Lisa Meyers McClintick, travel writer & photographer

Monday, September 6, 2010

Minnesota's Wild Rice Season

Wild ricing on the Leech Lake Indian Reservation.
The Bois Forte Heritage Center, a wonderful and overlooked Native American museum near Tower, Minnesota, beautifully tells the story of how their band of Ojibwe came to Minnesota. After being forced from the East Coast, a guiding spirit told them to go where food grows on the water.

That food--wild rice that thrives in the shallows of Minnesota and Wisconsin lakes--sustained them and remains a cherished part of their culture.


Celebrate the Wild Rice Moon
In late August and early September--the time of the Wild Rice Moon--tribal members and others head across the state to ricing lakes.

Raw wild rice from the Crow Wing lakes.
They pole through through the grasses, rhythmically using cedar ricing sticks to sweep the grasses over the canoe and gently knock the ripened grains into the bottom. I was fortunate enough to ride along with Leech Lake Band of Ojibwe conservation officer, Frank Bowstring, a few years ago. During his childhood, kids could get out of school to help with the rice harvest which could pay for school clothes.

We watched a few ricers head onto Nature Lake. They expertly captured wild rice grains with skills passed through the generations. Later, we watched water-rich green rice meticulously parched in iron drums that rotated over wood fires in Cass Lake. Once it dried and chaff was removed, bags of processed rice piled up with the name of the ricer written across burlap bags.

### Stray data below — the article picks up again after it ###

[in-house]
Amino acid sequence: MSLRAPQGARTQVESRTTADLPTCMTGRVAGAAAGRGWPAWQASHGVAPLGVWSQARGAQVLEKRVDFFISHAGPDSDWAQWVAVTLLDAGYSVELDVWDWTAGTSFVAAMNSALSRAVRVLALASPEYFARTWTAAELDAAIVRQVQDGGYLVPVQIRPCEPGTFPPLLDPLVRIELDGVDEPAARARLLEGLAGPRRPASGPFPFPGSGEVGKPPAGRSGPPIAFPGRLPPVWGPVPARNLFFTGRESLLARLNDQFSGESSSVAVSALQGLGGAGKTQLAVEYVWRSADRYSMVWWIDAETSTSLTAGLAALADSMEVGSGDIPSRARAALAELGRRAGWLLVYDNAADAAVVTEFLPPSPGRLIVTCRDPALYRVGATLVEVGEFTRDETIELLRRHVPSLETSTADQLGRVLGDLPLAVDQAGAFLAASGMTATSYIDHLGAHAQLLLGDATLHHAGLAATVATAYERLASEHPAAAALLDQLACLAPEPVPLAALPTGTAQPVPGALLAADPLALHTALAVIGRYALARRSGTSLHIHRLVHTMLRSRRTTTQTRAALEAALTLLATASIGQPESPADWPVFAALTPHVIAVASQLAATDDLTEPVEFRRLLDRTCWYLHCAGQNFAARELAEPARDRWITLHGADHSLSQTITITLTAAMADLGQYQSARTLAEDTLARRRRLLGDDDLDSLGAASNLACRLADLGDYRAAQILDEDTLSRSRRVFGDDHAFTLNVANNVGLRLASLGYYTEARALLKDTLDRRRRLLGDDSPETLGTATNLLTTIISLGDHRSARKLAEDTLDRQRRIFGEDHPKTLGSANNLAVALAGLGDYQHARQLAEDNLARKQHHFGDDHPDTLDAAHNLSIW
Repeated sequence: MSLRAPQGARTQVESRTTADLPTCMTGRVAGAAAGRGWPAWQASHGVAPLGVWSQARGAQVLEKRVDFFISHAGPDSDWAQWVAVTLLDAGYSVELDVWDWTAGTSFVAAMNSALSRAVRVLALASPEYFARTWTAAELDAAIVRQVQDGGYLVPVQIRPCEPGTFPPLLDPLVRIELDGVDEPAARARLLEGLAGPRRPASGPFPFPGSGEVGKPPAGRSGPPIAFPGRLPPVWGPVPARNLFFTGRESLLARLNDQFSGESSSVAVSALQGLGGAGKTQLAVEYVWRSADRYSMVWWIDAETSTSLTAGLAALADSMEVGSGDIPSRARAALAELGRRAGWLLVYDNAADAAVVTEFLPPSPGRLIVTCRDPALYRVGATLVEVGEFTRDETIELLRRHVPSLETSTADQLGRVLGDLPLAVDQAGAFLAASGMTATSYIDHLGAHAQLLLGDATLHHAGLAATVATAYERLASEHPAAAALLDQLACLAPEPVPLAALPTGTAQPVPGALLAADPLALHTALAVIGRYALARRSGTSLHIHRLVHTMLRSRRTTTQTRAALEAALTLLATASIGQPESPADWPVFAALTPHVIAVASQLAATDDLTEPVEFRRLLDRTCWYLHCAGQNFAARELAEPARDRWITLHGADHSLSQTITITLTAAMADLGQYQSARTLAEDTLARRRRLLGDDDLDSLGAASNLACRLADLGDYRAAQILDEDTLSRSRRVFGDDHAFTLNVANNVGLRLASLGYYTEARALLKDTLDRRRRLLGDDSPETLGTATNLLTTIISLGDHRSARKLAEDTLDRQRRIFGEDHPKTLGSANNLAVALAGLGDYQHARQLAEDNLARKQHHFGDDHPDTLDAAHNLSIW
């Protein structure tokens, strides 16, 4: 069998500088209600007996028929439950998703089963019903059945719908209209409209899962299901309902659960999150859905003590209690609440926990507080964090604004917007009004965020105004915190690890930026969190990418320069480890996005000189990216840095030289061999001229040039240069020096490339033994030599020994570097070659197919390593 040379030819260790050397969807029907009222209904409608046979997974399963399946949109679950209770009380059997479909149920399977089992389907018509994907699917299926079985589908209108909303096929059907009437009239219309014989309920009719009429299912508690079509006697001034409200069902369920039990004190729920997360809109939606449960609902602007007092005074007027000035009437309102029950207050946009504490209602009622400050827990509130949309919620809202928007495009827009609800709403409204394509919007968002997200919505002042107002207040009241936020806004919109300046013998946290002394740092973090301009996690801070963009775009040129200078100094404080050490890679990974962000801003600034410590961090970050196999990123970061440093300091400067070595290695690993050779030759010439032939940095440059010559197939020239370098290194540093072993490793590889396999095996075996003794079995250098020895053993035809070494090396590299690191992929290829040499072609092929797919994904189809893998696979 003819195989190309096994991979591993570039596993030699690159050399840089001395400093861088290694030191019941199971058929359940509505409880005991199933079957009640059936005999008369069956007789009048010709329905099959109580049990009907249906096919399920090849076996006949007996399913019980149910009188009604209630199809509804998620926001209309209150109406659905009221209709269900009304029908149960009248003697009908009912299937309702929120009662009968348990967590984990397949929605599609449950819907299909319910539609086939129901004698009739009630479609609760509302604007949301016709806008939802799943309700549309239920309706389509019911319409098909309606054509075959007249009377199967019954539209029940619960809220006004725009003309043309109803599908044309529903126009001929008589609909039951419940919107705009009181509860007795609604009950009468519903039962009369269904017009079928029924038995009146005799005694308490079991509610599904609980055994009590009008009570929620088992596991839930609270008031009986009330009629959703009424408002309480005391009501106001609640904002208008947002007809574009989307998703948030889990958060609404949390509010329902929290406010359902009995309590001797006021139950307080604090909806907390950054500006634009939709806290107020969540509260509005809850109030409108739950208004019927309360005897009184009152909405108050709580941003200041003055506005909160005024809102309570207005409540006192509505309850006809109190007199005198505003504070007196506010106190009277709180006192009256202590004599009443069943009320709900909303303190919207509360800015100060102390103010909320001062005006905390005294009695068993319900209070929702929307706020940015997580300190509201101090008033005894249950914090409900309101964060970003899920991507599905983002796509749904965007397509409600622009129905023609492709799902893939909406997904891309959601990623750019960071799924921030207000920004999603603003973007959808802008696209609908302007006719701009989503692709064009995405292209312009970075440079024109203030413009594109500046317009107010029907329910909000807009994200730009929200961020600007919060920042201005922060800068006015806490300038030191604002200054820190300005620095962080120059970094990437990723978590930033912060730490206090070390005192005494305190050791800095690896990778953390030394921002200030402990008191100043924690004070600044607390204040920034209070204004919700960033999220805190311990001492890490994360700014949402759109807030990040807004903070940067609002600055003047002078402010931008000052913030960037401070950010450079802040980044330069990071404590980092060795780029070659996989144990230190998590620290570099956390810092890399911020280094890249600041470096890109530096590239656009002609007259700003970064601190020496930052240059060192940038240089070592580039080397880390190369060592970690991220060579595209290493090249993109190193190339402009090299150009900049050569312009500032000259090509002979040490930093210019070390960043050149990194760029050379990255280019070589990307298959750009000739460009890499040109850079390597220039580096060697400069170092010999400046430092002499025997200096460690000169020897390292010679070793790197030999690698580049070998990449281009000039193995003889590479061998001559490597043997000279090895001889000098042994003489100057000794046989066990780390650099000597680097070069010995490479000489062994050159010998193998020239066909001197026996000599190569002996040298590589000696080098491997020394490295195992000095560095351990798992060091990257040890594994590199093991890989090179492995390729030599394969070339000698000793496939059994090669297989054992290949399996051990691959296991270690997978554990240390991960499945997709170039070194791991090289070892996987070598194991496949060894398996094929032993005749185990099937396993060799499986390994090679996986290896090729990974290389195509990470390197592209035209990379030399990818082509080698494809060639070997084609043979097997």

Hand-harvest wild rice vs. cultivated
The thick, plump mottled earth tones of hand-harvested wild rice is clearly a different product than cultivated rice. Cultivated rice, with its shiny, thin ebony grains are bred to be machine-harvested. With the tough hulls, it takes 45 minutes to cook. True wild rice takes only 20 minutes. The White Earth Band of Ojibwe has long fought to highlight the differences and to maintain this sacred crop.

Green wild rice ready for processing
I consider myself a harvest junkie, but will leave wild ricing to the experts. And I'll more gratefully invest in bags of wild rice knowing the labor that's involved.


Wild rice across the state
Anyone can rice, and many people do it as a seasonal passion. A license is required through the Minnesota Department of Natural Resources, which can also help you find accessible rivers and shallow lakes. (Only tribal members can rice on reservations.) Following waterfowl helps, too--the rice is their equivalent of an energy bar for the long migration south.

Wild rice on a stalk.
The DNR estimates there are more than 60,000 acres of wild rice among more than 700 lakes --the most of any state in the country.

When you're out and about this fall, look for authentic Minnesota wild rice at gift shops, grocers, and up-north convenience markets. Buying a bag or more helps support this $2 million crop and celebrates one of the state's best culinary treasures. Add wild rice's rich, nutty flavor to salads, casseroles, side dishes, breakfast entrees and Minnesota's famous wild rice soup.

More on wild rice: Best places to dine on wild rice plus two excellent wild rice recipes for the holidays.

4 comments:

  1. What an interesting article, thanks. I've learned more about one of my favorite signature products from MN. Looking forward to the Best places to dine on wild rice...

    ReplyDelete
  2. Gr8 stuff, lisa. Love it. Because of writers like yourself we are beginning to better understand how important hand harvested wild rice is to the native american culture....and Minnesota. Explore it!
    Chuck Lennon
    Explore Minnesota Tourism

    ReplyDelete
  3. Nice article, Lisa! How lucky you are to go with them! The channel between our lake, 5th Crow Wing, and the next one, 6th Crow Wing, is FULL of wild rice. During our last week at the cabin, I went kayaking in there, and quite a bit of rice fell into my kayak. I kept it as a souvenir of our beautiful lake.

    ReplyDelete